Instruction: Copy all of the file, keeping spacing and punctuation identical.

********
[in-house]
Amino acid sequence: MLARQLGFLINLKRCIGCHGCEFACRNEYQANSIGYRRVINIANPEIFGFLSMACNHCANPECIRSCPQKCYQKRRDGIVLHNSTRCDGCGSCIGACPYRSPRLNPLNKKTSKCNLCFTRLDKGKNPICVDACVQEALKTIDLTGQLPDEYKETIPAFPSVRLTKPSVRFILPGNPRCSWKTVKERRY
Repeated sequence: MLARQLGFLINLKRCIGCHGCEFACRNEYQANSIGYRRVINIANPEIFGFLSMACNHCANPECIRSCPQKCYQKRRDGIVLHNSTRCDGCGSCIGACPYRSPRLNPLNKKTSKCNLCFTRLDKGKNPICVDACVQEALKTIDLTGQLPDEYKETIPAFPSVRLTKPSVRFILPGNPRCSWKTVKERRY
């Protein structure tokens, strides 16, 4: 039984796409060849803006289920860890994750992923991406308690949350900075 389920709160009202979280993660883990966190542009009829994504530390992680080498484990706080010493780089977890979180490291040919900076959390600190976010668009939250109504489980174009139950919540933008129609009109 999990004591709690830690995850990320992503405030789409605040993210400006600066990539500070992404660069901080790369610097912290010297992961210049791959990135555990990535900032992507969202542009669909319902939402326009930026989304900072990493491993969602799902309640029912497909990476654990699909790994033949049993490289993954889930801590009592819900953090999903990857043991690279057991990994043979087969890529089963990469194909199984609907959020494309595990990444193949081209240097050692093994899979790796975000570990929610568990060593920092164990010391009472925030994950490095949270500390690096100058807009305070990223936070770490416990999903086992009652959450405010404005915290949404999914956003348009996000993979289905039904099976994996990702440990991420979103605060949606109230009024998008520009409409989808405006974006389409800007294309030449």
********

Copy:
[in-house]
Amino acid sequence: MLARQLGFLINLKRCIGCHGCEFACRNEYQANSIGYRRVINIANPEIFGFLSMACNHCANPECIRSCPQKCYQKRRDGIVLHNSTRCDGCGSCIGACPYRSPRLNPLNKKTSKCNLCFTRLDKGKNPICVDACVQEALKTIDLTGQLPDEYKETIPAFPSVRLTKPSVRFILPGNPRCSWKTVKERRY
Repeated sequence: MLARQLGFLINLKRCIGCHGCEFACRNEYQANSIGYRRVINIANPEIFGFLSMACNHCANPECIRSCPQKCYQKRRDGIVLHNSTRCDGCGSCIGACPYRSPRLNPLNKKTSKCNLCFTRLDKGKNPICVDACVQEALKTIDLTGQLPDEYKETIPAFPSVRLTKPSVRFILPGNPRCSWKTVKERRY
């Protein structure tokens, strides 16, 4: 039984796409060849803006289920860890994750992923991406308690949350900075 389920709160009202979280993660883990966190542009009829994504530390992680080498484990706080010493780089977890979180490291040919900076959390600190976010668009939250109504489980174009139950919540933008129609009109 999990004591709690830690995850990320992503405030789409605040993210400006600066990539500070992404660069901080790369610097912290010297992961210049791959990135555990990535900032992507969202542009669909319902939402326009930026989304900072990493491993969602799902309640029912497909990476654990699909790994033949049993490289993954889930801590009592819900953090999903990857043991690279057991990994043979087969890529089963990469194909199984609907959020494309595990990444193949081209240097050692093994899979790796975000570990929610568990060593920092164990010391009472925030994950490095949270500390690096100058807009305070990223936070770490416990999903086992009652959450405010404005915290949404999914956003348009996000993979289905039904099976994996990702440990991420979103605060949606109230009024998008520009409409989808405006974006389409800007294309030449």